SOL 19: Kindergarteners Say What They Think

March 19, 2011

This past week, I just kept cracking up at the innocent things kindergartener students kept saying. I would share my  little story with different staff members, creating delight and laughter. So get ready to smile.

Thursday, I entered Mrs. B’s kindergarten classroom to work with two of her boys. Mrs. C, the assistant, had just walked in behind me. Being St. Patrick’s Day, Mrs. C had on a green sweater. I wore my bright green designed shirt. As Mark came towards me, his eyes grew big in amazement.  I could tell he was thinking of something special to say. “Why, Mrs. G, you have on a green shirt like Mrs. C.” I chuckled to myself and smiled. He didn’t realize it was St. Patrick’s Day and green was everywhere. 

On Friday, another kindergartener saw me and called, “Mrs. T, Mrs. T.” When I didn’t answer, he came over and said, “Mrs. T, I said ‘Hello’.”  Mrs. T works in our school office.

“Hello, Brad. Remember, I’m Mrs. G, not Mrs. T,” I corrected. Brad looked at me from head to toe and proceeded to say, “Ohhhh, well you look like Mrs. T.” Brad paused for a second and added, “I guess you are Mrs. G when you are not working and Mrs. T when you are.” I stared back, chuckling. What did he think I did all day? Change disguises?

SOL 14: Lucille Ball plus Junie B. Jones

March 14, 2011

This past week, I was involved in an RtI meeting (Response to Intervention), brainstorming ideas to help a young fourth grader. The mere mention of C’s name causes an immediate empathetic, “Ohhh”. All of her teachers color their hair due to the persistent manipulative personality of this young lady. C craves adult interaction. She is an attention-seeking addict, controlling her turf. Life outside of school is chaotic, unpredictable, and abrasive.

Focusing on her strengths, C is smart, an excellent reader, and definitely a great vocabulary handler. She’s humorous, tugging smiles and chuckles from those who interact with her. Her teacher is amused by her antics, yet simultaneously annoyed. C uses her skills to get what she wants from others. With her adult-like speech, C articulates like a lawyer. She clarifies and twists the boundaries of what has been asked of her.

I’m intrigued with this young girl, yet dumbfounded. C is queen of the class:  “Manipulation 101”. We struggled coming up with interventions to help C succeed within the boundaries of school rules and social graces with her peers.  Our hope is that we can make a difference with C. Our diligence will be the evidence.

As the team was reviewing C’s plan, her teacher summarized C’s personality with the following equation:

“Having C in my class is like having a mixture of Lucille Ball plus Junie B. Jones.”

Spring break – where are you?


SOL 9: Normal?

March 9, 2011

I entered a first grade class today to work with one of my students. E is a little squirrelly and often does not pay attention in class.  Well at least E is not paying attention to the teacher instructing. He’s usually paying attention to the laces on his shoes or the curls in his neighbor’s hair or the pencil rolling on his desk.

When we were walking to my room, I asked, “How are you today?”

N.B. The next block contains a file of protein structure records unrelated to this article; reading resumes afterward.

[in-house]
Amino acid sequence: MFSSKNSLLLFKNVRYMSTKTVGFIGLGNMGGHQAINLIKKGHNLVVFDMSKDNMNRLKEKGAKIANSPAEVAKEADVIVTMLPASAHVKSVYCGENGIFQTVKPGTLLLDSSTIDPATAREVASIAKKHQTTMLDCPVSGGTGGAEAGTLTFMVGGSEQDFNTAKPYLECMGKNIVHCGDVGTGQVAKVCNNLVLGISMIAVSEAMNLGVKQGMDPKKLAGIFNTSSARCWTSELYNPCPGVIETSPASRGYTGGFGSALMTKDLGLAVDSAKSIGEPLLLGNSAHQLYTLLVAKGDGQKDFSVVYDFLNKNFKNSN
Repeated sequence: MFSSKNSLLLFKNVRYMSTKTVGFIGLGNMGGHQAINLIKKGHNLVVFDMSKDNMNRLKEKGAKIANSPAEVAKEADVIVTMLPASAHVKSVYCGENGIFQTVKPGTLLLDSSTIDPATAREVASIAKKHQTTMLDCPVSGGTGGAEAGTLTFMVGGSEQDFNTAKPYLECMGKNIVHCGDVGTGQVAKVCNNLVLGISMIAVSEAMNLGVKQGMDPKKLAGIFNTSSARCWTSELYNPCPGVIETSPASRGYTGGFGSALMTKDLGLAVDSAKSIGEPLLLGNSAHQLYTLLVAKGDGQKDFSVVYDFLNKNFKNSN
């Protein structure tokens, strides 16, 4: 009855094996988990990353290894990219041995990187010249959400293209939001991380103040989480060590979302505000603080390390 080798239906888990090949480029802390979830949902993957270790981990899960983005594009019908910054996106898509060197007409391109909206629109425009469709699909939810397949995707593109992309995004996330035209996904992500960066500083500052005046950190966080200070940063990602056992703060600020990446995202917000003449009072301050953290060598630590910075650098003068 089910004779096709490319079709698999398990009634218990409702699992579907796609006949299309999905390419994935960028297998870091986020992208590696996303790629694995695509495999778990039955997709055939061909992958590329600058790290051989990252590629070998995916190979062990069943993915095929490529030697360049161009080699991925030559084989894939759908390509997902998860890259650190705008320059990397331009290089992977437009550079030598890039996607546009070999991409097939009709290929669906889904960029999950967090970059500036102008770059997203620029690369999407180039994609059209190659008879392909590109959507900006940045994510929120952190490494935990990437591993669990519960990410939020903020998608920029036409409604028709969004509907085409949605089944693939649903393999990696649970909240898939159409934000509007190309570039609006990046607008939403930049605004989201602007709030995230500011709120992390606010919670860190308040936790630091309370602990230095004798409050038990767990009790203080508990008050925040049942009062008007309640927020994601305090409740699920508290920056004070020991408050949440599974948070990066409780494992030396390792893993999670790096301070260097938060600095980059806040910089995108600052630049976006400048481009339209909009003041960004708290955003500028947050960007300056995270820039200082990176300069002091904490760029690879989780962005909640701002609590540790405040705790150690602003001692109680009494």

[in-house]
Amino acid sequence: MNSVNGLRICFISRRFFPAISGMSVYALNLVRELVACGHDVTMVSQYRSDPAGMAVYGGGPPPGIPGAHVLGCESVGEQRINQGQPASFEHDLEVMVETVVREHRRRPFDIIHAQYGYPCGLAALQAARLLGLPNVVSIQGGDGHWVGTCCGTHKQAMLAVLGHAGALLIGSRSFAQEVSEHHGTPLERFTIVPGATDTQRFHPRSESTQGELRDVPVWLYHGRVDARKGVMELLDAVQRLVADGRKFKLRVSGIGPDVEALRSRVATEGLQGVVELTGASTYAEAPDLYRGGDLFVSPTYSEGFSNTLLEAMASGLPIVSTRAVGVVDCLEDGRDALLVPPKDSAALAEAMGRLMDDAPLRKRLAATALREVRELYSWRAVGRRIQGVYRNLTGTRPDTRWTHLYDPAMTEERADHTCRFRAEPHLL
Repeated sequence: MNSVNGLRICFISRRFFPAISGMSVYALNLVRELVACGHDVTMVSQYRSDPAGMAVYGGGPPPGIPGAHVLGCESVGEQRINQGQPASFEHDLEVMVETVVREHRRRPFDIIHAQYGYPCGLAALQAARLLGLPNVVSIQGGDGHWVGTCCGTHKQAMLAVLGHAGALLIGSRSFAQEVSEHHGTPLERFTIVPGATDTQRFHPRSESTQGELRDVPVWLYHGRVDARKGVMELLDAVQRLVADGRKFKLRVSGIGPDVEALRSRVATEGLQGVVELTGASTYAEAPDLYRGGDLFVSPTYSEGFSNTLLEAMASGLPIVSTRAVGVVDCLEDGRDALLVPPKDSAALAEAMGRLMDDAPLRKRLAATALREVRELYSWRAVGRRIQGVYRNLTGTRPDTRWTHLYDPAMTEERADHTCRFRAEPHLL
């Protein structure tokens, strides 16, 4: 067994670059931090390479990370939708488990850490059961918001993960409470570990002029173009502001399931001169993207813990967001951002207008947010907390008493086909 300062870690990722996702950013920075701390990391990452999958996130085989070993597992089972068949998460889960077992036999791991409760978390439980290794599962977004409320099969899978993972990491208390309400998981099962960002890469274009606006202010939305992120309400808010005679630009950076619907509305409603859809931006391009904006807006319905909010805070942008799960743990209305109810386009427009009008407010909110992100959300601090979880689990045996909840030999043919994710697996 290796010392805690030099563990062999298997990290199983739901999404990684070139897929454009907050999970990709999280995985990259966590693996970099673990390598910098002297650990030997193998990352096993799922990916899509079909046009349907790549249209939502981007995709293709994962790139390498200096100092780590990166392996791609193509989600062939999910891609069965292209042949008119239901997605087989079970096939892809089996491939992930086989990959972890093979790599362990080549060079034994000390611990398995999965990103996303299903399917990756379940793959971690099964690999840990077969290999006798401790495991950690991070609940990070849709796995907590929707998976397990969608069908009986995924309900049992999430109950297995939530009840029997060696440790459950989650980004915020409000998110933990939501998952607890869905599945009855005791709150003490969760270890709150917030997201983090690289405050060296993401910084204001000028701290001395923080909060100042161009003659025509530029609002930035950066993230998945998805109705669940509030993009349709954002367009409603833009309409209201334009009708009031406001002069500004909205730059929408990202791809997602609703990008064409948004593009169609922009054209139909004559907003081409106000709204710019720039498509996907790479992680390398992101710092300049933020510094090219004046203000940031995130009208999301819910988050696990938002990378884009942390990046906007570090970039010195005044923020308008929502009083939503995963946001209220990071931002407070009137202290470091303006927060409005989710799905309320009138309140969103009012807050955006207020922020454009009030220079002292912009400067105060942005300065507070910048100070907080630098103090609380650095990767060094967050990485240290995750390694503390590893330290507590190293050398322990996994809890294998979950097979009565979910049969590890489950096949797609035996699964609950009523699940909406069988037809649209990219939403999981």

E promptly answered, “I’m mostly normal.”

Enough said.


SOL 8: Kindergarteners Learning Chinese?

March 8, 2011

Kindergarten children are so spur of the moment. Their outlook on life is so innocent, free, and often times funny. They are sponges soaking in their learning and trying to decipher little marks, translating meaning within the lines.

As an interventionist, I work with 5 kindergartners each day. They are struggling with learning the letter sounds and sight words. They are learning to connect the sounds they do know with the letters those sounds represent.  Simple, you might say, but for kindergartners, I think our alphabet looks like Chinese characters.

Through this process, the kids say some of the funniest things. I usually try to just smile, but inside I’m cracking up.

Today, one little girl, K, announced, “I am going to read a book to my mom tonight. Not a hard one though (her face was so serious as she was shaking her head).  Just one that has these letters (pointing to the book in her hand).”  I thought to myself, what other letters are there?

Gotta love them.

SOL: April Fool’s Day

April 1, 2010

I had a fun experience today at school.  One cook, S, and our day custodian, M, play friendly pranks on each other.  In February, S asked me to join in the fun on M’s birthday.  On the morning announcements, I asked the students to wish M a happy 51st birthday.  Now, M is in his early fortys, and keeps to himself.  Last year, I had made the same announcement, except that he was 50 then.

When I saw M in the hallway, I was timid and stated that it wasn’t my idea.  “Oh, don’t worry.  I know it was S,”  M said, smiling.  “The only thing is that we had made a truce this year.  I was going to do something to her on her birthday, but didn’t because of our pact.  Now it’s too late.  Her birthday is six days before mine.”

We continued walking down the hallway when a thought hit me.  “M, April 1 is coming.  You could announce that it’s her 50th birthday then.”

M beamed.  “Great idea.  Will you do it?” How could I say no?

M added, “And you can say, ‘April Fools, she’s really 55!”  We laughed.

The month went by and M didn’t mention the prank at all.  I thought he had forgotten about it, until he stuck his head in my room on Wednesday and said, “Now you are going to make the announcement aren’t you?”  I laughed.  “Okay.”

This morning, I got on the PA and wished S a happy 45th birthday and encouraged all the children to mention it when they saw S going through the lunch line.  I then added, “April Fools – she’s really 50.”  (I had to say 50; I didn’t want S to be too mad.) I heard laughter spread in the office.

Later in the morning, S sent me an email, “You traitor.  You belong to the dark side now….watch your back.”

I replied, “S, I love you both.  I couldn’t help it.”

S replied, “Ok.  I must admit, that was a good one.”

April Fools Day – a crazy, pranking day for children…and adults alike.

Slice of Life: Kindergarten Round Up

March 26, 2010